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In what ways are STEM subjects colonised?

Read this article exploring the ways in which STEM subjects are colonised.
Image of a racist caricature of european scientists visiting Africa
© University of Bristol

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We might think that Science, Technology, Engineering, and Mathematics (STEM) just deal in facts, and objects. But the subjects themselves were developed over time, and by people, and sometimes with specific intent. For instance, the concept of race, and the support of the idea of a racial hierarchy was supported initially by the concepts of evolution, genetics, and human biology. People such as Samuel Morton (1799-1851) cultivated these ideas.
The Transatlantic Slave Trade relied heavily on a justification of the lack of humanity attributed to enslaved Black Africans. These justifications were supported by early notions of an evolutionary hierarchy. In fact racist depictions of the primitive ways of African people, in relation to the ‘superior’ white European scientists show this clearly (see image) well into the 19th century.
We might be misguided in thinking that these concepts do not survive to the present day. The whole idea of race being linked to genetics, and thereby implicitly a hierarchy, recently reared its head again in light of the Covid-19 pandemic. During the pandemic it was noted that statistically Black, Asian and Minority Ethnic (and particularly Black) people were more susceptible to mortality from the disease than their white counterparts. Early narratives, although debunking the idea of a genetic difference, still pointed to studies that explored this possibility. These ideas go back to incorrect concepts of race being genetic, rather than it being an entirely social construct. The differences in mortality rates for Covid-19 are related to systemic racism resulting in less access to decent housing and health care. So references to genetic differences are in effect manifestations of earlier colonial and scientific arguments.
STEM subjects can struggle to decolonise curricula because of cultures of ‘whiteness’, and white-centred narrative. This culture of ‘whiteness’ in STEM has been well-documented and awareness of it is contested amongst racialised groups. In the UK the culture of ‘whiteness’ is related to the fact that diversity of the students undertaking, and staff researching, and teaching these subjects in universities is low. According to recent (2018/19) Higher Education Statistics Agency (HESA) data, over 80% of the staff undertaking teaching and research in the UK were white. Fewer than 1% (0.4%) were ‘Black or Black British’ (Carribbean) and only just over 1% (1.3%) ‘Black or Black British’ (African). Similarly, low figures were found for other ‘ethnic minorities’. This is in the context of the term ‘ethnic minority’ in the UK, when in fact non-white people represent a global majority. If one considers teaching and researching global subjects in STEM however then these figures are not what representation should look like. So, questions of what a scientist, an engineer, a mathematician might look like skew the view of identity within these disciplines. Falsehoods like the fact that mathematics requires talent over hard work have been reported to discourage particularly Black students from undertaking the subject. Low numbers of Black students in STEM subjects further enhances their lack of identity within the subject. Although decolonising should not be confused with equality, diversity and inclusion (ED&I) initiatives, there is a need to widen the scope of who teaches STEM subjects. A wider range of perspectives of what engineering is, what science means, and how technologies impact when intersected with race, religion, class and culture is required, particularly when it comes to tackling issues such as climate change and most recently the Covid-19 pandemic.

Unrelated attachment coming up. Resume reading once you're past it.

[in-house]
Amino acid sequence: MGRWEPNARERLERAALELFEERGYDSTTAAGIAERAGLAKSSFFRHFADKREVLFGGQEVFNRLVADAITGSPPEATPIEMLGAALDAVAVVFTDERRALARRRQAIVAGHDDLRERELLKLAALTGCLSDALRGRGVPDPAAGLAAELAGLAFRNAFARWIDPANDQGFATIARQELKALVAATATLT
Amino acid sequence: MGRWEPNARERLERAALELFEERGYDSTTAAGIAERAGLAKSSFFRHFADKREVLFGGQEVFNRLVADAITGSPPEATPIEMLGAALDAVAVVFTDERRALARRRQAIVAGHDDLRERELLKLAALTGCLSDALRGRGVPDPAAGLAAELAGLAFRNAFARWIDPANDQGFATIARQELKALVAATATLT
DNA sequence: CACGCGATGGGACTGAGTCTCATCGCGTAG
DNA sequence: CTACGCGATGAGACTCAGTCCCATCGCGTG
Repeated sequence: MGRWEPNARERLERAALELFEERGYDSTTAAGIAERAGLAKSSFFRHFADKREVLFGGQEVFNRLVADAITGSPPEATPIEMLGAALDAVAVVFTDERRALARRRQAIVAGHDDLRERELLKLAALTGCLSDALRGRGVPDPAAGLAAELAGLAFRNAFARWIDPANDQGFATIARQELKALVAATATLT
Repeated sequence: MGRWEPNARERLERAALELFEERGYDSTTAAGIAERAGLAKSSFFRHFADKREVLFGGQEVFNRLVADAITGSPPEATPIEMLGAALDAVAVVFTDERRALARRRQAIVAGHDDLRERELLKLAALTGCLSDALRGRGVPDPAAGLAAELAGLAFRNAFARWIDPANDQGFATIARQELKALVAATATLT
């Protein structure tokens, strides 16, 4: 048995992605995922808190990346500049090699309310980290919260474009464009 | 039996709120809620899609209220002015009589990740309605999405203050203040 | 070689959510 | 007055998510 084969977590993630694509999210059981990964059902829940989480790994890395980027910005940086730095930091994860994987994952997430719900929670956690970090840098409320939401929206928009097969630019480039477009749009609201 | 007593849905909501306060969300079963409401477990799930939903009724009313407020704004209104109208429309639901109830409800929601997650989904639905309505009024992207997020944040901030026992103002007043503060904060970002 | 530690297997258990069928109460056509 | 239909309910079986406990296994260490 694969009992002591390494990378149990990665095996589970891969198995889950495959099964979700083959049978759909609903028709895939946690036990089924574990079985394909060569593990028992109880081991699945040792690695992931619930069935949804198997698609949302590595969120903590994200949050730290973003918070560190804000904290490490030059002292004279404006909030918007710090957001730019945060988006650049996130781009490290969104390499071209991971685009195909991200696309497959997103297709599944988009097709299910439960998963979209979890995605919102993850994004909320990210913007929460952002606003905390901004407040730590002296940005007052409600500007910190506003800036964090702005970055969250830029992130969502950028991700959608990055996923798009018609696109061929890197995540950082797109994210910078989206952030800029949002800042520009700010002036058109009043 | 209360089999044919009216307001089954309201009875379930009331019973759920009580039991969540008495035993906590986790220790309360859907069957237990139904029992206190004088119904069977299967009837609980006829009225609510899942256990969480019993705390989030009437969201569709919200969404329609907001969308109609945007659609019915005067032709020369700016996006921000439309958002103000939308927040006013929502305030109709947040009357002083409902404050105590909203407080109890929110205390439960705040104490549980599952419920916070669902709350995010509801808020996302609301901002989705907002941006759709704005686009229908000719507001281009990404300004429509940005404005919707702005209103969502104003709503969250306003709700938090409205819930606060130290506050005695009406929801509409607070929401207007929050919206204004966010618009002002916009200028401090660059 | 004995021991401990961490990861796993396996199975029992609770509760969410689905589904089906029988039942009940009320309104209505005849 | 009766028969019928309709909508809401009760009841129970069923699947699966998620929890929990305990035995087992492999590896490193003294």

Historically modern-day STEM subjects e.g. mathematics, physics, engineering, have been presumed to have come about through a mainly Western European enlightenment. Or at least this is the way we teach some of our STEM subjects. The historical narrative is rarely considered alongside the teaching of science, engineering and mathematics. The role of these subjects, and their historical development, as active tools of racism, particularly systemic racism, are often overlooked. A critical race theory (CRT) approach to STEM subjects is much needed, with a challenge to ‘whiteness’ and its power and privilege played out in the development of technology and scientific breakthroughs. Embedded structural racism in mathematical algorithms have the potential to do great harm. Industrial colonisation beyond physical engineering infrastructure, into the digital realm, has the propensity to further deepen inequality. While connecting people, these worrying trends could have lasting impact as forms of structural racism, and with their roots embedded in historical colonialism.
© University of Bristol
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Decolonising Education: From Theory to Practice

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